and the trees
bright yellow, while the NY Knicks and the Miami heat are battling on ESPN..
The first quarter of an NBA game is lackadaisical at best, which touches on my reluctance to invest more than an hour of my time. Watching over-paid men give almost-but-not-quite-all to an endeavor makes me nutty. Coupled with officiating that is baffling, at best, the NBA is not at the top of my sports-viewing agenda.
Tobias Moskowitz, University of Chicago Booth Graduate School of Business professor and author of Scorecasting, reveal(s) the hidden forces that shape how basketball.....games are played, won and lost. I love it when research proves that my ranting and raving has a factual basis. According to Moskowitz, and his co-author, L. Jon Wertheim, refs call what they think they see and give an advantage to the home team...perhaps not consciously, but statistically proven none-the-less.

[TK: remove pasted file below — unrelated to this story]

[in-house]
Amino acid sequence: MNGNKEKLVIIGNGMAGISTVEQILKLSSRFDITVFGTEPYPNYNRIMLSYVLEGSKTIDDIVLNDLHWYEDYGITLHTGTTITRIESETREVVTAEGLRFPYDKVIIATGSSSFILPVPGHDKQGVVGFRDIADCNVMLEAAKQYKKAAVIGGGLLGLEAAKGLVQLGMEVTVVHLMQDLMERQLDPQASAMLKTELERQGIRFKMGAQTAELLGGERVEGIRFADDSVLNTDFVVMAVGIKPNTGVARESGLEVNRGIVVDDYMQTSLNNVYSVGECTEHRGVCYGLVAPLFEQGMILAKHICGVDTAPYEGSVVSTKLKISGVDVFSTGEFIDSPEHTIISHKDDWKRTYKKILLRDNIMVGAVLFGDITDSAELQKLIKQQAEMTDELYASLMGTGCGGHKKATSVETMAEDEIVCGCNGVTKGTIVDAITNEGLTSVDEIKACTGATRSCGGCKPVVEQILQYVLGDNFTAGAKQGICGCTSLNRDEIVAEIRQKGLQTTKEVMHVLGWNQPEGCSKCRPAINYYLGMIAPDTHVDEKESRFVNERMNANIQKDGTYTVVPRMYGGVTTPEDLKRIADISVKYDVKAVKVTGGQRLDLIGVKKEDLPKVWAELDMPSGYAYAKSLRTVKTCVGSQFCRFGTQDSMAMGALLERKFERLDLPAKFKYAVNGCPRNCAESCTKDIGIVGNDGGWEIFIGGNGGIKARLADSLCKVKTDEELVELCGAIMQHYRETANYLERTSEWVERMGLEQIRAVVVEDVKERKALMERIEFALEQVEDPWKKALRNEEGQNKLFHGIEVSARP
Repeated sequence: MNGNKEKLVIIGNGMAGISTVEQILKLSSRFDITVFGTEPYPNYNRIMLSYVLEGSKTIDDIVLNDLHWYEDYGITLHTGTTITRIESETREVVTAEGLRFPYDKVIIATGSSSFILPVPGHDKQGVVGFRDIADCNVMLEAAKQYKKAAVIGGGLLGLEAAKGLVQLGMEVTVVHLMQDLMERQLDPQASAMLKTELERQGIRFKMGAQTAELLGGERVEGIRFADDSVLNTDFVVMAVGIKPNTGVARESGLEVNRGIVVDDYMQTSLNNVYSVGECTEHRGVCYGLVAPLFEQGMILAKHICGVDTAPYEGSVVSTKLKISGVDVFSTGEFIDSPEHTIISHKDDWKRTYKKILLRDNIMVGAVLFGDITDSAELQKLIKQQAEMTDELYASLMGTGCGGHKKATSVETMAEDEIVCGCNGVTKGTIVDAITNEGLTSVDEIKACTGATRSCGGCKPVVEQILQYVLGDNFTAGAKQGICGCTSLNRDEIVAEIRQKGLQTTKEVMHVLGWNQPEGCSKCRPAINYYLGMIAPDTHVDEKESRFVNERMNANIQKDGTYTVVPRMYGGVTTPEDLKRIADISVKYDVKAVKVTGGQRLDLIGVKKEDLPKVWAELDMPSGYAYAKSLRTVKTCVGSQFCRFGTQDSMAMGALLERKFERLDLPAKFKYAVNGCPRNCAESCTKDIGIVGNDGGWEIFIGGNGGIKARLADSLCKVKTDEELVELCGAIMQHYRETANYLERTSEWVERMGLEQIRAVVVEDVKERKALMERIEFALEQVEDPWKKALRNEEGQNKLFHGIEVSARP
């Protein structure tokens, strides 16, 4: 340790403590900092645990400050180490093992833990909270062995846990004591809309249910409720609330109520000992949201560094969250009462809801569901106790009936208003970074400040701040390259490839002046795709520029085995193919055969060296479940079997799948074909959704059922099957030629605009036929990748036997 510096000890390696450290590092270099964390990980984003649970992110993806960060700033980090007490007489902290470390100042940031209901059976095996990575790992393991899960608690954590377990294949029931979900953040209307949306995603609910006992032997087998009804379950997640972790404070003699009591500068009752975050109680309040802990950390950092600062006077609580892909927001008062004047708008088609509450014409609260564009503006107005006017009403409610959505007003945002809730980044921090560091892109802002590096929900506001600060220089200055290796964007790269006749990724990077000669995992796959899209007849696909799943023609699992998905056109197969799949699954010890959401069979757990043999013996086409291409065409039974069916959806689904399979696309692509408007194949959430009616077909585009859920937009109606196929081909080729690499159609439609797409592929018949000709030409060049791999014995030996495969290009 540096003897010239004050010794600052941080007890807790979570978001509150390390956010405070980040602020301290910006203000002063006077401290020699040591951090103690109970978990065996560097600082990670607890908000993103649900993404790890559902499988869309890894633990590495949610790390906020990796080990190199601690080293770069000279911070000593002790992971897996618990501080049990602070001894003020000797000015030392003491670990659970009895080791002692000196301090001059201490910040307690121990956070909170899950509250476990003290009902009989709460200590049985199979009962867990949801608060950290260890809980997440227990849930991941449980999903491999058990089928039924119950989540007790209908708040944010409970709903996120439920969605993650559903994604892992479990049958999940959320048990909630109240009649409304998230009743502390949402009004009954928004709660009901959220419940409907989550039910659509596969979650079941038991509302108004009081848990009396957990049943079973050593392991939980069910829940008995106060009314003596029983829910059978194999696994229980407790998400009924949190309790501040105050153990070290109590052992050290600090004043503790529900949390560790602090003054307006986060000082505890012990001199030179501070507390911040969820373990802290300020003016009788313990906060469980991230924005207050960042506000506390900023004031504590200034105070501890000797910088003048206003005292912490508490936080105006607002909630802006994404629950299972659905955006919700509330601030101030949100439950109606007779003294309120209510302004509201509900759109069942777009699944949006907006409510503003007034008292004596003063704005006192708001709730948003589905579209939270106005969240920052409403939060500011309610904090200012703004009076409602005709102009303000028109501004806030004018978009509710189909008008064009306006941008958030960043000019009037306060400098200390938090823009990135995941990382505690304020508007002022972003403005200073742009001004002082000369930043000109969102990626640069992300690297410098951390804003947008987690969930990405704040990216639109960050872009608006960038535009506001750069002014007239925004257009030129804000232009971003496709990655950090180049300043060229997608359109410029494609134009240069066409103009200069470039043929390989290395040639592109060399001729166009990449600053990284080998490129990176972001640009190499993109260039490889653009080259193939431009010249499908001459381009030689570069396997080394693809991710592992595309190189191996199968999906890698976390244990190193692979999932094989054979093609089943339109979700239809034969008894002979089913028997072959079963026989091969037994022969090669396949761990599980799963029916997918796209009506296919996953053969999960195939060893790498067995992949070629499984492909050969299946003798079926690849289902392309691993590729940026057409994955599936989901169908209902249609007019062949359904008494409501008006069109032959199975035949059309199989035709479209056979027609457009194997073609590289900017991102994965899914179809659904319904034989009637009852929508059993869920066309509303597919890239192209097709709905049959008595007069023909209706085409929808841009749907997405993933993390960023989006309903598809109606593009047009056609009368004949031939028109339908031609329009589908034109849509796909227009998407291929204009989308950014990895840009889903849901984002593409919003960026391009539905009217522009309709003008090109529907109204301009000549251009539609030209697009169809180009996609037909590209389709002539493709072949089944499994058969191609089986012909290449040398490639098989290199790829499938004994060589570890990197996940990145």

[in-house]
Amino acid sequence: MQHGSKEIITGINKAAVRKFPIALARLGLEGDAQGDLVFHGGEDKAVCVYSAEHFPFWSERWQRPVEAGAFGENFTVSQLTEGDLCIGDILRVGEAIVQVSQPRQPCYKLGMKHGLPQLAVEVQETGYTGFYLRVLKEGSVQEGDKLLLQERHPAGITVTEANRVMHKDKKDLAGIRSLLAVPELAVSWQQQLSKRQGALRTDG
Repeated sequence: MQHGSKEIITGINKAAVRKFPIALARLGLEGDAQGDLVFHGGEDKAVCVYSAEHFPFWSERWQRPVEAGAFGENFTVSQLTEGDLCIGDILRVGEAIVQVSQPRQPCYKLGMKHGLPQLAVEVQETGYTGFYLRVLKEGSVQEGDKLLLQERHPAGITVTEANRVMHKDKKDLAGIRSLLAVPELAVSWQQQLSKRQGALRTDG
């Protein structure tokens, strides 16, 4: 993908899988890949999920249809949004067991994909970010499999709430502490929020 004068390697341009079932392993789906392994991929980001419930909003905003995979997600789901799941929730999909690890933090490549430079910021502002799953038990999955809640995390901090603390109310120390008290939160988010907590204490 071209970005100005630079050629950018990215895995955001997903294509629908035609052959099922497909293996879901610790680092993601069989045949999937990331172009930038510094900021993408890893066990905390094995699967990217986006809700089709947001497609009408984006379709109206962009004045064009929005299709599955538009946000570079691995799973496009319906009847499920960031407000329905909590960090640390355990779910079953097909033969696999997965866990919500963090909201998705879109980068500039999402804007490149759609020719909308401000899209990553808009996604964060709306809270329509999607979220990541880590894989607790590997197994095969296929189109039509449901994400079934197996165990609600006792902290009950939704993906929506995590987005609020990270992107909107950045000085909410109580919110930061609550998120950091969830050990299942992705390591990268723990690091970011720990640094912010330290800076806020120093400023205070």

"I don't believe in the NBA," my winter-time rant, now has factual underpinnings, and I rejoiced.
But then came a smart Asian kid from Palo Alto and all of a sudden I became entranced with my former hometown heroes. I grew up with the legendary Knicks. Walt Frazier's portrait in oils graced our living room, thanks to my younger sister's concurrent obsessions with him and paint brushes. Earl the Pearl, Dean the Dream, Willis Reed's magnificently huge hands